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THE WEATHER AND THE CROPS.

CONTINENTAL EXPERIENCE OF…

RENTS AND IMPROVEMENTS.

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RENTS AND IMPROVEMENTS. A paper presented at a meeting of tho Royal Statistical Society by Mr. Robert J. Thomp- son, on "The Rent of Agricultural Land in Elngland and Wales during the 19th Century," lots a little light into some absurd stories of the gains of. "bloated" landlordism which are capable of being much discounted. The paper was based on statements obtained for the pur- pose from a return of entates, as well as on other available records. The average rent of 70,000 acres during each year of the nineteenth century, of 120,000 acres from 131-5 to 1900, and of 400,000 acres from 1872 to 1900 was shewn. A careful comparison of the records of rent with the ;nooine tax returns and with prices led to the conclusion that the average rent of t grioultural land in England and Wales in 1900 was 34 per cent. below the maximum of 1877, 30 par cent, below the level of 1872, and 13 per cent. below the figure of 1846. The average Tent, of farm land in 1900 appears from these returns to be about 20s. per acre. This is subject to charges for repairs, improve- ments, etc., and many other expenses, which amount, on the average, to 35 per cent., so that the nett rent, after payment of charges, probably avi rages some 13s. per acre. Moreover, besides payment for the bare soil, rent repre- sents a payment for the landlord's capital in- vested in he farm in the form of buildings, fences, drainage, etc. This, at a very moder- ate estimate based on actual facts, was said to average not less. than £ 12 per acre. Interest on this at 3 per cent, amounts to 8s. 5d., and when this is deducted from the nett rent of 13s. per acre it leaves only 4s. 7d. per acre as representing on the average the rent of the "naitural and ind?structible powers of the soil" and the advantages of position; that is the "economic" rent as distinct from interest on capital. Mr. Thompson concluded by sug- gesting that it is in a return to the conditions of earlier times, to a more evem distribution of the land, in a larger number of holdings, that we may perhaps anticipate more profit- able results from the utilisation of the soil. Tho medium farm, with a reasonable propor- tion of still smaller holdings, favours and en- courages the growth of those products which can be produtKd as cheaply and as well in this oountry as abroad.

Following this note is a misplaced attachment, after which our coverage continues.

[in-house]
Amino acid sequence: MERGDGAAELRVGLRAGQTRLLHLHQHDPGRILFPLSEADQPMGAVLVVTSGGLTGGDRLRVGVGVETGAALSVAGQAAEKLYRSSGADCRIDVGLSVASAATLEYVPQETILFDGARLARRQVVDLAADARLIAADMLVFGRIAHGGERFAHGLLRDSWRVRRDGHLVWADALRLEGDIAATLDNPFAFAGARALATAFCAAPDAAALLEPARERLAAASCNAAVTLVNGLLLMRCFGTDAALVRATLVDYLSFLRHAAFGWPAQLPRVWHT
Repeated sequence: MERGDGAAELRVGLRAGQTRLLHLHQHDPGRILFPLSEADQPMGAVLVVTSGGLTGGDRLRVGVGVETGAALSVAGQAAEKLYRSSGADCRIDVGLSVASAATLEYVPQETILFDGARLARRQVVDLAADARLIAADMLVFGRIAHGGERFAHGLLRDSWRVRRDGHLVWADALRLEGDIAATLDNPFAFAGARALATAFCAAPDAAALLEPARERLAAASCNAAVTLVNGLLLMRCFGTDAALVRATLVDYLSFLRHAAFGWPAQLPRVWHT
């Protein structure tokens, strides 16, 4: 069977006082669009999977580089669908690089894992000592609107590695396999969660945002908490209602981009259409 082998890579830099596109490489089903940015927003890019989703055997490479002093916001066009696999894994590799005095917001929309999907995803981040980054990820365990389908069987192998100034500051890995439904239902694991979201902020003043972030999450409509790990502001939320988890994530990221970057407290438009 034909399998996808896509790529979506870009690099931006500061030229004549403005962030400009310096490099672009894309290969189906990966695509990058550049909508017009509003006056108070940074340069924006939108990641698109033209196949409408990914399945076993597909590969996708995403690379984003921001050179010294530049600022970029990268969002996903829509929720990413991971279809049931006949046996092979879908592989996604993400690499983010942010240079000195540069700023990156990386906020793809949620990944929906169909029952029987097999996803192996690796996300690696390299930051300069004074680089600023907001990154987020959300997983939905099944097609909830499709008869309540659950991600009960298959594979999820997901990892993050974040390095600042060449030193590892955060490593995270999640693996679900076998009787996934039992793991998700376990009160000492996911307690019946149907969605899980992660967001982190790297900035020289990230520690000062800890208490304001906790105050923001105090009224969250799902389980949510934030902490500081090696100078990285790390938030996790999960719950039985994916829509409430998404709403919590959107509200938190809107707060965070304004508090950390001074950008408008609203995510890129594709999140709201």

i PLOUGHING, HEDGING AND DITCHING.…

CHRISTMAS STOCK SALES. +

XMAS COUGHS AND COLDS. +

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I"NO TESTS FOR TEACIIERS."

EDUCATION IN WIRRAL.

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----_._---A HARE STORY. +

WORKHOUSE EXPEiVDITUUE. t

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